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NISSAN LEAF PROVIDES FINAL LINK IN SELF-SUFFICIENCY ‘CHAIN' FOR BRUICHLADDICH DISTILLERY

NISSAN LEAF PROVIDES FINAL LINK IN SELF-SUFFICIENCY ‘CHAIN' FOR BRUICHLADDICH DISTILLERY

  • Pioneering distillery owner completes quest for self-sufficiency
  • LEAF cements place at forefront of motoring innovation

Nissan's 100% electric LEAF has provided the crucial last element in an innovative business owner's attempts to become entirely self-sufficient on the remote Hebridean island of Islay.

 

The award-winning 130-year old Bruichladdich whisky distillery has established a pioneering Biowayste system allowing it to generate its own electricity by using the waste products from the distilling process.

 

Business owner, Mark Reynier, started using the system, in which electricity is generated by biogas formed by a process called anaerobic digestion, earlier this year.

 

Now he has also taken delivery of a Nissan LEAF, the reigning European and World Car of the Year, meaning that he can also drive completely carbon-free, charging his car using the electricity produced by the distillery.

 

To celebrate the role played by the LEAF, Nissan and Bruichladdich have produced a limited run of bespoke, LEAF-labelled organic whisky.

 

Mr Reynier has already been hugely impressed by the car: "The LEAF is fantastic to drive. It was frustrating to be making such strides in being self-sufficient, when my car still needed the most expensive diesel in the UK from the mainland. The arrival of the LEAF has allowed me to be as truly self-sufficient as possible."

 

The Bruichladdich whisky distillery has long been a source of innovation. Built in 1881 by three pioneering brothers, its arrival first brought electricity to the 230 square-mile island. Its ingenious Victorian design was so ahead of its time, the same machinery is still used to this day to make whisky.

 

Today, the distillery's waste streams are all ploughed back into powering and producing for the business.

 

Draff (spent barley) is taken by local island farmers to feed cows, whose slurry is spread on fields growing the distillery's barley.

 

Meanwhile pot ale, the watery waste product left over after distilling, is converted into biogas which powers a generator to produce electricity for the distillery. During the process, called anaerobic digestion, bespoke microbes digest the "pot ale" to produce large quantities of high-quality biogas.

 

Mr Reynier said: "We are not eco-warriors but we wanted to see how we could do our part. Most schemes along these lines are hare-brained and have little commercial merit, but this one does. Though the technology has existed since 1860, only now is it economically viable on this small scale.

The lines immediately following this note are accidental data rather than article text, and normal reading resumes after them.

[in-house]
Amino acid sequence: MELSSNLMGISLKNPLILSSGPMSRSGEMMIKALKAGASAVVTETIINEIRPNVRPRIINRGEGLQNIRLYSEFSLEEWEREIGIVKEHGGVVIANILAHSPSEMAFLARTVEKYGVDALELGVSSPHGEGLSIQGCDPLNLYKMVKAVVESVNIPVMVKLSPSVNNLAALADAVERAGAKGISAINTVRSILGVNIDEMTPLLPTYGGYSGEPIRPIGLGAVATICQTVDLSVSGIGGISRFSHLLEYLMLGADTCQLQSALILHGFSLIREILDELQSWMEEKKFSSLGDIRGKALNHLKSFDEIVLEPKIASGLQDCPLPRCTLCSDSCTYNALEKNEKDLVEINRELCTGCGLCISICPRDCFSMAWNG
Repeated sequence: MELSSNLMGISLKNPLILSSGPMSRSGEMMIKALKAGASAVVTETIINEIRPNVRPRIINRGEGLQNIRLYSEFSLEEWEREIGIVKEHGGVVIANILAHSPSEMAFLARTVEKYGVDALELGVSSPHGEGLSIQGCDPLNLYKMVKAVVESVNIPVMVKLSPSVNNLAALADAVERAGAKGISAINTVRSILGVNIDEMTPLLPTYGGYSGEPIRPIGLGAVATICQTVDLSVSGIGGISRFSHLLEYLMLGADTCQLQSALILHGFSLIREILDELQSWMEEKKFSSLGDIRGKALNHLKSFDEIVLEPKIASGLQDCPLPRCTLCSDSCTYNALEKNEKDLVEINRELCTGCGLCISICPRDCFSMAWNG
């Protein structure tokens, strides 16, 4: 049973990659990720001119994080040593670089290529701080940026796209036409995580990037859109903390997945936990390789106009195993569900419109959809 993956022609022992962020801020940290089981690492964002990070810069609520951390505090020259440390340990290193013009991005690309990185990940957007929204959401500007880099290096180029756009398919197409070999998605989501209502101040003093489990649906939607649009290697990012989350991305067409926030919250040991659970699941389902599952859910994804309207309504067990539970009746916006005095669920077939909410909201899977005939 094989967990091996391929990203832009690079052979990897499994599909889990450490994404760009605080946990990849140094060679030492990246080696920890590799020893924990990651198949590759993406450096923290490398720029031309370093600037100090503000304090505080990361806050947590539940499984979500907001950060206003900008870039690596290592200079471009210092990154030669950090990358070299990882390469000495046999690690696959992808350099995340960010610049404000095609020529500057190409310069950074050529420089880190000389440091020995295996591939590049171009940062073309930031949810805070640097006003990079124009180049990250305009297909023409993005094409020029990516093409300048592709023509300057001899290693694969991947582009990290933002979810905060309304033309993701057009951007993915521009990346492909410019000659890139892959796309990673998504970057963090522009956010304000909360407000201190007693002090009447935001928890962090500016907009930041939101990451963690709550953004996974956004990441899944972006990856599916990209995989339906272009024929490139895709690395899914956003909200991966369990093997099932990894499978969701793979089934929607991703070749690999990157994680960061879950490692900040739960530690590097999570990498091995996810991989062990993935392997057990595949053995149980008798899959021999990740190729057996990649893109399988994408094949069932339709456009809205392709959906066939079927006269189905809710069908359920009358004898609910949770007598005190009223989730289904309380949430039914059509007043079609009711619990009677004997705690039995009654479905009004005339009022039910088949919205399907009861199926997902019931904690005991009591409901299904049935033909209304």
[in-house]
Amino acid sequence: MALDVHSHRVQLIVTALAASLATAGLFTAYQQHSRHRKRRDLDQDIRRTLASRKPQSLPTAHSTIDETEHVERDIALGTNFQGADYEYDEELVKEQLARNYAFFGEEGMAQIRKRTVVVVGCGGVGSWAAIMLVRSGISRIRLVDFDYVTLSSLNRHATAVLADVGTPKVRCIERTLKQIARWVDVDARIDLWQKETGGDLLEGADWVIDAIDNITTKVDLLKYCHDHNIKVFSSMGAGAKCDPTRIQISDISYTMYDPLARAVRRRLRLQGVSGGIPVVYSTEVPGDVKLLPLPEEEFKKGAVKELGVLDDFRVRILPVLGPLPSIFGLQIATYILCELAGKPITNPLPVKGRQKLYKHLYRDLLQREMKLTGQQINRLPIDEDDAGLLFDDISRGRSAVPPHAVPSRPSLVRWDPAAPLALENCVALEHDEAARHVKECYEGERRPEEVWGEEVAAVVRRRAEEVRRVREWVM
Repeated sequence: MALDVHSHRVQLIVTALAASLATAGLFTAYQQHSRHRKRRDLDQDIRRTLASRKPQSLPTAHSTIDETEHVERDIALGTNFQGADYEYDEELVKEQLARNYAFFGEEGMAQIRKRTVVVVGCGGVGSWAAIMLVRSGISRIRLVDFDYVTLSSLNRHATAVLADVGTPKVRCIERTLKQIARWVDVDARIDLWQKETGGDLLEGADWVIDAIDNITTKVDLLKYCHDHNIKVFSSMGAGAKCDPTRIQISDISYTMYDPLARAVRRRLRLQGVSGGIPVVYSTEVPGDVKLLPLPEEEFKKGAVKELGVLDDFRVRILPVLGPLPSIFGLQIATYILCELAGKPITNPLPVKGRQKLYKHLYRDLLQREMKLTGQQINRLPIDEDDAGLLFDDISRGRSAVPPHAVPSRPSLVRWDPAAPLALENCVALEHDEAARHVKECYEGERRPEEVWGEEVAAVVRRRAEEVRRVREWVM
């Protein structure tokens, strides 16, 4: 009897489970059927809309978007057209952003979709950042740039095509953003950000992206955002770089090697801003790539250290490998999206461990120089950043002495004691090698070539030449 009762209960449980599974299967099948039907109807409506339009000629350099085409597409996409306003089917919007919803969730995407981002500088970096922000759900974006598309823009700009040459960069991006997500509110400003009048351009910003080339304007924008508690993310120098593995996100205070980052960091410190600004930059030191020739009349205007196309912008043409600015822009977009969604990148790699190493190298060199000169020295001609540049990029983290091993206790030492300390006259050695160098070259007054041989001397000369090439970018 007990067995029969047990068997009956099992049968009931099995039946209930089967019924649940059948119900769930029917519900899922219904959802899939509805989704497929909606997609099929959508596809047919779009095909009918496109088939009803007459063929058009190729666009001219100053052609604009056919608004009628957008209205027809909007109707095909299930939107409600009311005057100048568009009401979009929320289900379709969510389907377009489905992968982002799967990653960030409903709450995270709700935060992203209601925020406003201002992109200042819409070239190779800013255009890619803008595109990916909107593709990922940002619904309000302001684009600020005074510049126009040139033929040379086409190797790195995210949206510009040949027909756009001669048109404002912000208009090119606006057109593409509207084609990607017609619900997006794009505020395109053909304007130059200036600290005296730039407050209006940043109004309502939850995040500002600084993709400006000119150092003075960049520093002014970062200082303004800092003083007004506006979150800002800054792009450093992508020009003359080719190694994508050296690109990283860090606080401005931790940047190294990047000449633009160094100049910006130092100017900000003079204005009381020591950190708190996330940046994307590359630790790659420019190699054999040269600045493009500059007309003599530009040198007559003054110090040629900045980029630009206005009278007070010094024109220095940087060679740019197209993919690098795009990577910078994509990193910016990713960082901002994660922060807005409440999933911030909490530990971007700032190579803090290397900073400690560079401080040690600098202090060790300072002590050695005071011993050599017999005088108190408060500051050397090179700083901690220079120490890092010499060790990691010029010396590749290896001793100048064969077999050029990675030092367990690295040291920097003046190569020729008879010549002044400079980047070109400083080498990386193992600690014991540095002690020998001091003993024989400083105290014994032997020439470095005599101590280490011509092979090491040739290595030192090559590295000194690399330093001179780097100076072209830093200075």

"With the addition of the LEAF, we're happy in the knowledge that we're doing everything we can, whether growing barley here on the island, organically and biodynamically, to be environmentally sympathetic both in our work and home life."

 

James Douglas, Nissan's Corporate Sales Director, said: "Mr Reynier's case goes to prove that sustainable motoring is a very realistic proposition. He is one of the many businessmen discovering that the Nissan LEAF can bring very real financial benefits to his company."

 

To view a video about the Nissan LEAF and Bruichladdich, see http://bit.ly/LEAFWhisky

 

Bruichladdich is the only producer of organic whisky on Islay, which is home to no fewer than eight malt whisky distilleries, and recently distilled the first ever biodynamic whisky.

 

The Nissan LEAF is similarly trail-blazing in its innovative use of green technology. Featuring a range between charges of up to 110 miles, the family hatchback is powered by an in-house developed compact electric motor and inverter in the front of the car which drives the front wheels.

 

The AC motor develops 80 kW of power and 280 Nm of torque, enough for a maximum speed of 90mph.

 

Nissan LEAF comes fully equipped with features such as climate control, satellite navigation, rear-view parking camera, a quick charge socket and innovative smart-phone connectivity.

 

It is also the first all-electric vehicle to be awarded the highest five star safety rating by the independent EuroNCAP organisation.

 

For more information about the Bruichladdich whisky distillery, visit http://www.bruichladdich.com/.

 

For further information about Bruichladdich, please contact:

Mark Reynier

mark@bruichladdich.com

Direct Dial: 01496 850917

Mobile: 07799 346137

 

For further information about Nissan, please contact:

 

Tom Barnard

Communications Director

01923 899933

Email

tom.barnard@nissan.co.uk 

 

Terry Steeden

Product Communications Manager

01923 899938

Email

terry.steeden@nissan.co.uk

 

Gloria Maydew

Press Communications Manager

01923 899937

Email

Gloria.maydew@nissan.co.uk

 

Linda Robinson

Press Communications Manager

01923 899932

Email

linda.robinson@nissan.co.uk 

 

 

Notes to editors:

  • Nissan Motor GB sold 95,904 vehicles in 2010 (85% manufactured in the UK)
  • Nissan Sunderland Plant was established in 1984 and production began in 1986
  • Total plant volume since 1986 stands at more than six million units
  • In 2010 81 per cent of production was exported to 97 markets worldwide
  • Sunderland Plant currently employs around 5,000 staff
  • Nissan's European design centre is located in Paddington, London and employs around 40 people
  • Nissan's European Technical Centre is based in Cranfield, Bedfordshire and employs around 500 people
Keywords:
Lifestyle, Environment, Special Announcements, LEAF (2010-2014)